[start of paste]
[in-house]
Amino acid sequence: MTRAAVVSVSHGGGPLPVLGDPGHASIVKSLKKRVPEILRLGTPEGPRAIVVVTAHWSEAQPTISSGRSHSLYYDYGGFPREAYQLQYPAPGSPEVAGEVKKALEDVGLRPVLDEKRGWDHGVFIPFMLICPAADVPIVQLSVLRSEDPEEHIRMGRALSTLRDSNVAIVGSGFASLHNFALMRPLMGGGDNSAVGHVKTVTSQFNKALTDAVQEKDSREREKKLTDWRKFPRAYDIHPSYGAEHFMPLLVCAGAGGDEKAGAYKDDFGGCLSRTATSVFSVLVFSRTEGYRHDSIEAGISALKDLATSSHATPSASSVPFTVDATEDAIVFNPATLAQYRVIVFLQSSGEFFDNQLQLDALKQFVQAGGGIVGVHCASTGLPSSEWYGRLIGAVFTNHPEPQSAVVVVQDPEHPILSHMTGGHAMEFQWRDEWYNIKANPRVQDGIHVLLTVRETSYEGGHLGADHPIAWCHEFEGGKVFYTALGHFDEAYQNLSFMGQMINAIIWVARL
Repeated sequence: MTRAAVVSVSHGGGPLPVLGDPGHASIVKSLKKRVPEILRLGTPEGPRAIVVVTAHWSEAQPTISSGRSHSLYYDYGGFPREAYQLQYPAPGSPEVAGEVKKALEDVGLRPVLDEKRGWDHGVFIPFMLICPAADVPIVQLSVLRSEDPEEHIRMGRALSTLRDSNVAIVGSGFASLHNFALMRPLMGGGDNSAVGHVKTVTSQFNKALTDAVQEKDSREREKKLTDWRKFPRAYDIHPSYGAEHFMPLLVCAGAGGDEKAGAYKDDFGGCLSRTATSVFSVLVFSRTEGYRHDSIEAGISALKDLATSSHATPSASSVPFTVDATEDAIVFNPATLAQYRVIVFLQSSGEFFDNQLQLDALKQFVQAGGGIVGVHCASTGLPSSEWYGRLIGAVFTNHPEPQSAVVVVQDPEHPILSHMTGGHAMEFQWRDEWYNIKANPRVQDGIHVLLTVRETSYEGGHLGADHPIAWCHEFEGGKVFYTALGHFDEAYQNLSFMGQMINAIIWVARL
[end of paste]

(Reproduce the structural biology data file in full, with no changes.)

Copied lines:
[in-house]
Amino acid sequence: MTRAAVVSVSHGGGPLPVLGDPGHASIVKSLKKRVPEILRLGTPEGPRAIVVVTAHWSEAQPTISSGRSHSLYYDYGGFPREAYQLQYPAPGSPEVAGEVKKALEDVGLRPVLDEKRGWDHGVFIPFMLICPAADVPIVQLSVLRSEDPEEHIRMGRALSTLRDSNVAIVGSGFASLHNFALMRPLMGGGDNSAVGHVKTVTSQFNKALTDAVQEKDSREREKKLTDWRKFPRAYDIHPSYGAEHFMPLLVCAGAGGDEKAGAYKDDFGGCLSRTATSVFSVLVFSRTEGYRHDSIEAGISALKDLATSSHATPSASSVPFTVDATEDAIVFNPATLAQYRVIVFLQSSGEFFDNQLQLDALKQFVQAGGGIVGVHCASTGLPSSEWYGRLIGAVFTNHPEPQSAVVVVQDPEHPILSHMTGGHAMEFQWRDEWYNIKANPRVQDGIHVLLTVRETSYEGGHLGADHPIAWCHEFEGGKVFYTALGHFDEAYQNLSFMGQMINAIIWVARL
Repeated sequence: MTRAAVVSVSHGGGPLPVLGDPGHASIVKSLKKRVPEILRLGTPEGPRAIVVVTAHWSEAQPTISSGRSHSLYYDYGGFPREAYQLQYPAPGSPEVAGEVKKALEDVGLRPVLDEKRGWDHGVFIPFMLICPAADVPIVQLSVLRSEDPEEHIRMGRALSTLRDSNVAIVGSGFASLHNFALMRPLMGGGDNSAVGHVKTVTSQFNKALTDAVQEKDSREREKKLTDWRKFPRAYDIHPSYGAEHFMPLLVCAGAGGDEKAGAYKDDFGGCLSRTATSVFSVLVFSRTEGYRHDSIEAGISALKDLATSSHATPSASSVPFTVDATEDAIVFNPATLAQYRVIVFLQSSGEFFDNQLQLDALKQFVQAGGGIVGVHCASTGLPSSEWYGRLIGAVFTNHPEPQSAVVVVQDPEHPILSHMTGGHAMEFQWRDEWYNIKANPRVQDGIHVLLTVRETSYEGGHLGADHPIAWCHEFEGGKVFYTALGHFDEAYQNLSFMGQMINAIIWVARL